Dr. Syama Prasad Mookerjee Research Foundation

Arun Jaitley calls Yashwant Sinha job applicant at 80

FM Arun Jaitley accuses Yashwant Sinha of acting in tandem with former finance minister P Chidambaram forgetting the harsh words the two had used for each other

New Delhi: Finance minister Arun Jaitley on Thursday took a dig at predecessors Yashwant Sinha and P. Chidambaram, who have been critical of his handling of the Indian economy.

In a speech at a book release function, Jaitley reminded Sinha, a colleague of his in the Bharatiya Janata Party (BJP), that when he was finance minister in the Atal Bihari Vajpayee government in 1998-2002, non-performing assets (NPAs) of commercial banks stood at a “staggering” 15% of total advances. And in 1991, Sinha had left the office of finance minister with only $4 billion of foreign exchange reserves.

“The Reserve Bank of India had to bring down interest rates radically to deal with the high level of NPAs,” Jaitley said.

Sinha had written in a column published in The Indian Express on Wednesday that the economy is on a “downward spiral” and specifically blamed Jaitley for demonetization, which he claimed was an “unmitigated economic disaster” and a “badly conceived and poorly implemented” goods and services tax (GST) that has played “havoc” with businesses.

“The Prime Minister claims that he has seen poverty from close quarters. His finance minister is working overtime to make sure that all Indians also see it from equally close quarters,” Sinha wrote.

Jaitley said he does not have the luxury of being a former finance minister who has turned a columnist and cannot conveniently forget the past record.

Another former finance minister, the Congress party’s Chidambaram, who has always been on the opposite side of the spectrum from Sinha on every debate, endorsed the latter’s views on Jaitley and the economy. He wrote in a Twitter post on Wednesday: “Yashwant Sinha speaks Truth to Power. Will Power now admit the Truth that economy is sinking?”

Jaitley reminded both former finance ministers of the not-so charitable views about each other that they had expressed in the past, which he said he had garnered through some research.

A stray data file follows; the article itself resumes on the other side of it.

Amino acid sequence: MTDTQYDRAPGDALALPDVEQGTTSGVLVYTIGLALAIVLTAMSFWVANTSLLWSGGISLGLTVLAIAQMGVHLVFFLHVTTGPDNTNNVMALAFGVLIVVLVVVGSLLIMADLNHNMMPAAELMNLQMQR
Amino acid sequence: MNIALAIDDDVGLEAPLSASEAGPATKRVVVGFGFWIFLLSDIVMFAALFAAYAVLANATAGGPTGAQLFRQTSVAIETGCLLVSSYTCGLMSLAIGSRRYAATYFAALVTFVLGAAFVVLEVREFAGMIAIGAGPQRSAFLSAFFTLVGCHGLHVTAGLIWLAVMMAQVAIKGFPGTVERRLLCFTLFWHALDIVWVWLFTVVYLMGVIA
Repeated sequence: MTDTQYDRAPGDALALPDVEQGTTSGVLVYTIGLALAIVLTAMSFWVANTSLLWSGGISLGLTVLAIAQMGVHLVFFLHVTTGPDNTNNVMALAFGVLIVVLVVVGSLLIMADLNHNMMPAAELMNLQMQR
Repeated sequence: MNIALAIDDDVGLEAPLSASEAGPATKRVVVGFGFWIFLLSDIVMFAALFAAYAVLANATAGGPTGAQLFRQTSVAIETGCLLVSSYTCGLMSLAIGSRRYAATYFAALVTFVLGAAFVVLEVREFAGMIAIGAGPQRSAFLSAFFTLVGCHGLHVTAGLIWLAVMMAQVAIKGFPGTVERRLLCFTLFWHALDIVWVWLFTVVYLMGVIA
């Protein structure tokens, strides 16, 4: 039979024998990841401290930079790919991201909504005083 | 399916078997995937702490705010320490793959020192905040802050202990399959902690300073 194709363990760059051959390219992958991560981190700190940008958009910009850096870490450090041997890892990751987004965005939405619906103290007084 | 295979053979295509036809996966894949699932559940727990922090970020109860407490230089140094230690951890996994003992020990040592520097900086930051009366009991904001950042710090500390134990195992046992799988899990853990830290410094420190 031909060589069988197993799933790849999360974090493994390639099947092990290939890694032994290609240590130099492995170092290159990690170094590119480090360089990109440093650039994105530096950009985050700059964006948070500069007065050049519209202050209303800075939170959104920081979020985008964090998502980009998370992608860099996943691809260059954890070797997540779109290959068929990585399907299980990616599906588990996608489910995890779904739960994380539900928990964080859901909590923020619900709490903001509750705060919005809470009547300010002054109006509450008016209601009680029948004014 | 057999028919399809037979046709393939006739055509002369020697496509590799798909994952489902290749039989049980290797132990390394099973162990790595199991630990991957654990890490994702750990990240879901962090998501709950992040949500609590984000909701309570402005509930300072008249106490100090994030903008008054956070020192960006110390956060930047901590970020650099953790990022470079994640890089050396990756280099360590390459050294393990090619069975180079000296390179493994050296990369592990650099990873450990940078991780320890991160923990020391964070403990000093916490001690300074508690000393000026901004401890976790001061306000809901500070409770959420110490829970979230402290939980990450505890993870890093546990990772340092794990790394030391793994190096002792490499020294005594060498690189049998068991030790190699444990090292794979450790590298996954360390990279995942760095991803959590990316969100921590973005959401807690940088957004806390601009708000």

“Acting in tandem will not change facts,” Jaitley said.

Taking a cue from the title of the book he was releasing, Jaitley said perhaps the book could have been better titled as “India@70, [email protected] and a job applicant @80”.

A day after his father’s critical views on the government were published, minister of state for charge of aviation Jayant Sinha defended the government in an article published in The Times of India.

“Several articles have been written recently on the challenges facing the Indian economy. Unfortunately, these articles draw sweeping conclusions from a narrow set of facts, and quite simply miss the fundamental structural reforms that are transforming the economy. Moreover, one or two quarters of GDP (gross domestic product) growth and other macro data are quite inadequate to evaluate the long-term impact of the structural reforms underway,” he wrote.

Senior ministers from the government—home minister Rajnath Singh and railway minister Piyush Goyal—also defended Jaitley and the Narendra Modi government’s record on Wednesday.

Jaitley said some people were trying to subvert the debate by claiming demonetization to be a “confiscation of currency”. Because of demonetization, he said, anonymous tender that had been circulating in the market was identified with its owners, and they now have to pay taxes.

The finance minister also said that direct tax collections had grown 17.5% during the April-August period. “The so-called (economic) slowdown that some visualize has not impacted it,” he said.

(This Report was published in livemint on 28th September 2017)